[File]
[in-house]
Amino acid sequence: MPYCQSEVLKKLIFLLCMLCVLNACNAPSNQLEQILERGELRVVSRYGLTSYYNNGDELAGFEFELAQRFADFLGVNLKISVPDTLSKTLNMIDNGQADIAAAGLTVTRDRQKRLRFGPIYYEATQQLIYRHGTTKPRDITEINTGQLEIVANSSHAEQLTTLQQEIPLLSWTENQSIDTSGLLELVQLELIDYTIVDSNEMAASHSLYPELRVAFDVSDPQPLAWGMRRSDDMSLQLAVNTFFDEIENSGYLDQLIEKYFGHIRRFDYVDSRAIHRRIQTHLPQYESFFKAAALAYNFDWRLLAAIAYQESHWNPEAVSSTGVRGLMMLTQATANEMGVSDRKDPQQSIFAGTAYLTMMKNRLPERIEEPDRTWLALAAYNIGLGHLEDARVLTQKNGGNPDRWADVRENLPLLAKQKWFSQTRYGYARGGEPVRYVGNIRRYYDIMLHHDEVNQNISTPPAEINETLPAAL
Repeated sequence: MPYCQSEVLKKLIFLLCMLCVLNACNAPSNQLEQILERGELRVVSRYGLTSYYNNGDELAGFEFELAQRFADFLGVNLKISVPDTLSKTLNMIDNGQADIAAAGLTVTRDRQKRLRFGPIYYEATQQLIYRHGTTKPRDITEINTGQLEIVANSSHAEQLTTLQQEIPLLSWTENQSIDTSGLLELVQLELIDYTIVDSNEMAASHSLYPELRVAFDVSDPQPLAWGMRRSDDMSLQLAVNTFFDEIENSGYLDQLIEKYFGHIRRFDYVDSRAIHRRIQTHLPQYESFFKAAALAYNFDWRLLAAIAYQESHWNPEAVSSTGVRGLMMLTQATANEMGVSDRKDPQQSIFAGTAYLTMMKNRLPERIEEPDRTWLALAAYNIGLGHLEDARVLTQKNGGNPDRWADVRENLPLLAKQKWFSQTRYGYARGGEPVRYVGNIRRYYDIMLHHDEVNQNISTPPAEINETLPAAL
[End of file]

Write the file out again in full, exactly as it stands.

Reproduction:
[in-house]
Amino acid sequence: MPYCQSEVLKKLIFLLCMLCVLNACNAPSNQLEQILERGELRVVSRYGLTSYYNNGDELAGFEFELAQRFADFLGVNLKISVPDTLSKTLNMIDNGQADIAAAGLTVTRDRQKRLRFGPIYYEATQQLIYRHGTTKPRDITEINTGQLEIVANSSHAEQLTTLQQEIPLLSWTENQSIDTSGLLELVQLELIDYTIVDSNEMAASHSLYPELRVAFDVSDPQPLAWGMRRSDDMSLQLAVNTFFDEIENSGYLDQLIEKYFGHIRRFDYVDSRAIHRRIQTHLPQYESFFKAAALAYNFDWRLLAAIAYQESHWNPEAVSSTGVRGLMMLTQATANEMGVSDRKDPQQSIFAGTAYLTMMKNRLPERIEEPDRTWLALAAYNIGLGHLEDARVLTQKNGGNPDRWADVRENLPLLAKQKWFSQTRYGYARGGEPVRYVGNIRRYYDIMLHHDEVNQNISTPPAEINETLPAAL
Repeated sequence: MPYCQSEVLKKLIFLLCMLCVLNACNAPSNQLEQILERGELRVVSRYGLTSYYNNGDELAGFEFELAQRFADFLGVNLKISVPDTLSKTLNMIDNGQADIAAAGLTVTRDRQKRLRFGPIYYEATQQLIYRHGTTKPRDITEINTGQLEIVANSSHAEQLTTLQQEIPLLSWTENQSIDTSGLLELVQLELIDYTIVDSNEMAASHSLYPELRVAFDVSDPQPLAWGMRRSDDMSLQLAVNTFFDEIENSGYLDQLIEKYFGHIRRFDYVDSRAIHRRIQTHLPQYESFFKAAALAYNFDWRLLAAIAYQESHWNPEAVSSTGVRGLMMLTQATANEMGVSDRKDPQQSIFAGTAYLTMMKNRLPERIEEPDRTWLALAAYNIGLGHLEDARVLTQKNGGNPDRWADVRENLPLLAKQKWFSQTRYGYARGGEPVRYVGNIRRYYDIMLHHDEVNQNISTPPAEINETLPAAL